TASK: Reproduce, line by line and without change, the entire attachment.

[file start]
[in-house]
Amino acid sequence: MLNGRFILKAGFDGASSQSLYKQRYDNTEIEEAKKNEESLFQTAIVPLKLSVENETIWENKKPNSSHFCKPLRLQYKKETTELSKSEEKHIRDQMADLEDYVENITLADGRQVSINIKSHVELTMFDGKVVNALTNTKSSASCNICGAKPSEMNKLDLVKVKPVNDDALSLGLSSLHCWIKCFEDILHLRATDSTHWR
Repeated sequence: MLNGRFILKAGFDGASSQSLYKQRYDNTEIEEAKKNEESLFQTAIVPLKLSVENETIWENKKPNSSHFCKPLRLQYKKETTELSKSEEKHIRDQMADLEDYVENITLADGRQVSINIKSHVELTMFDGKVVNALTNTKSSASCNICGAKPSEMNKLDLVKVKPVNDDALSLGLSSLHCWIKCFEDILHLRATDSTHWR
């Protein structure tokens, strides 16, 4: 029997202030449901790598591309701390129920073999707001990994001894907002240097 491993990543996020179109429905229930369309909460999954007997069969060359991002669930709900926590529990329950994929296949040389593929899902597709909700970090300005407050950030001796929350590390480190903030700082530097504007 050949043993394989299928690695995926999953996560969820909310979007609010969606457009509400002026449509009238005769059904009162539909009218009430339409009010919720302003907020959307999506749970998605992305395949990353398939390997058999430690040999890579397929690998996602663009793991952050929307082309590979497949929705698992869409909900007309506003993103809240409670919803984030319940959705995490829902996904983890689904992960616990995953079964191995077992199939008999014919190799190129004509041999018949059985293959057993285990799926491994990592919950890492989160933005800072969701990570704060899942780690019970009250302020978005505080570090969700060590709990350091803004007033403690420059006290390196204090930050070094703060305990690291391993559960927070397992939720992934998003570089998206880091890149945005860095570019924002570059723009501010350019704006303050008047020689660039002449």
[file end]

[in-house]
Amino acid sequence: MLNGRFILKAGFDGASSQSLYKQRYDNTEIEEAKKNEESLFQTAIVPLKLSVENETIWENKKPNSSHFCKPLRLQYKKETTELSKSEEKHIRDQMADLEDYVENITLADGRQVSINIKSHVELTMFDGKVVNALTNTKSSASCNICGAKPSEMNKLDLVKVKPVNDDALSLGLSSLHCWIKCFEDILHLRATDSTHWR
Repeated sequence: MLNGRFILKAGFDGASSQSLYKQRYDNTEIEEAKKNEESLFQTAIVPLKLSVENETIWENKKPNSSHFCKPLRLQYKKETTELSKSEEKHIRDQMADLEDYVENITLADGRQVSINIKSHVELTMFDGKVVNALTNTKSSASCNICGAKPSEMNKLDLVKVKPVNDDALSLGLSSLHCWIKCFEDILHLRATDSTHWR
């Protein structure tokens, strides 16, 4: 029997202030449901790598591309701390129920073999707001990994001894907002240097 491993990543996020179109429905229930369309909460999954007997069969060359991002669930709900926590529990329950994929296949040389593929899902597709909700970090300005407050950030001796929350590390480190903030700082530097504007 050949043993394989299928690695995926999953996560969820909310979007609010969606457009509400002026449509009238005769059904009162539909009218009430339409009010919720302003907020959307999506749970998605992305395949990353398939390997058999430690040999890579397929690998996602663009793991952050929307082309590979497949929705698992869409909900007309506003993103809240409670919803984030319940959705995490829902996904983890689904992960616990995953079964191995077992199939008999014919190799190129004509041999018949059985293959057993285990799926491994990592919950890492989160933005800072969701990570704060899942780690019970009250302020978005505080570090969700060590709990350091803004007033403690420059006290390196204090930050070094703060305990690291391993559960927070397992939720992934998003570089998206880091890149945005860095570019924002570059723009501010350019704006303050008047020689660039002449």